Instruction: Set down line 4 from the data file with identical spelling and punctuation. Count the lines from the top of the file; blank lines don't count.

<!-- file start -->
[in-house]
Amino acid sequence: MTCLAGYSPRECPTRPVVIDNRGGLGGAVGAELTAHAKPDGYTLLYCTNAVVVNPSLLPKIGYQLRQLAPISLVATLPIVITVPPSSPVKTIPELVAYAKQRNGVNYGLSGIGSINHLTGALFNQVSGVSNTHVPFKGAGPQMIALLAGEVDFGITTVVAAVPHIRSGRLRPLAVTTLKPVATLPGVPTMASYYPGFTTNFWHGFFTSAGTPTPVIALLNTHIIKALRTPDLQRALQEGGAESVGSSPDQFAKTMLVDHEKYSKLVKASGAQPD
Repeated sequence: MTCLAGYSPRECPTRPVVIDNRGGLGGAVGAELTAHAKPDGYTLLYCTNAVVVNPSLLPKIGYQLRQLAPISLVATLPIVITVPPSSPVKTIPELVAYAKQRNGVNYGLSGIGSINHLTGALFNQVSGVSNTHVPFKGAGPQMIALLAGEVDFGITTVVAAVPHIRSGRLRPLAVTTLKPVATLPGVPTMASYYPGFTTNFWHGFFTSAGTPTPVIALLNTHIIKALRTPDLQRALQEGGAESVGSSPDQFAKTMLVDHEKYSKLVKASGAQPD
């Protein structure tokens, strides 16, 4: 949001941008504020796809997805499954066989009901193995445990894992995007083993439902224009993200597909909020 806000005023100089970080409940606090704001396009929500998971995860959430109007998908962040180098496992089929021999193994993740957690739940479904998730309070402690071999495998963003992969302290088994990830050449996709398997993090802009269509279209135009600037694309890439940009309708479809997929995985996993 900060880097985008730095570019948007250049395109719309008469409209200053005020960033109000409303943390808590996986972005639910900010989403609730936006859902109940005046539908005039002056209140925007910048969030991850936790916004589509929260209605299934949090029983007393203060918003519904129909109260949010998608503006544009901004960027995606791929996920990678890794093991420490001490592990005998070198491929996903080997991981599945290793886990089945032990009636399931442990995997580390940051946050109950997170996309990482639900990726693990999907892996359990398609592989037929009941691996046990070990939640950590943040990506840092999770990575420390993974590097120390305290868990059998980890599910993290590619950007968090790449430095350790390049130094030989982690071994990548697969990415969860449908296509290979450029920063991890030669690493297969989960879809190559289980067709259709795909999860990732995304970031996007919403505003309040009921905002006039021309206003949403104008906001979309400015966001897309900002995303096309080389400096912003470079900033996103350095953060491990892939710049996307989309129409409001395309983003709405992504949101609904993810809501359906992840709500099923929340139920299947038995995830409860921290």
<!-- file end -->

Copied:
């Protein structure tokens, strides 16, 4: 949001941008504020796809997805499954066989009901193995445990894992995007083993439902224009993200597909909020 806000005023100089970080409940606090704001396009929500998971995860959430109007998908962040180098496992089929021999193994993740957690739940479904998730309070402690071999495998963003992969302290088994990830050449996709398997993090802009269509279209135009600037694309890439940009309708479809997929995985996993 900060880097985008730095570019948007250049395109719309008469409209200053005020960033109000409303943390808590996986972005639910900010989403609730936006859902109940005046539908005039002056209140925007910048969030991850936790916004589509929260209605299934949090029983007393203060918003519904129909109260949010998608503006544009901004960027995606791929996920990678890794093991420490001490592990005998070198491929996903080997991981599945290793886990089945032990009636399931442990995997580390940051946050109950997170996309990482639900990726693990999907892996359990398609592989037929009941691996046990070990939640950590943040990506840092999770990575420390993974590097120390305290868990059998980890599910993290590619950007968090790449430095350790390049130094030989982690071994990548697969990415969860449908296509290979450029920063991890030669690493297969989960879809190559289980067709259709795909999860990732995304970031996007919403505003309040009921905002006039021309206003949403104008906001979309400015966001897309900002995303096309080389400096912003470079900033996103350095953060491990892939710049996307989309129409409001395309983003709405992504949101609904993810809501359906992840709500099923929340139920299947038995995830409860921290």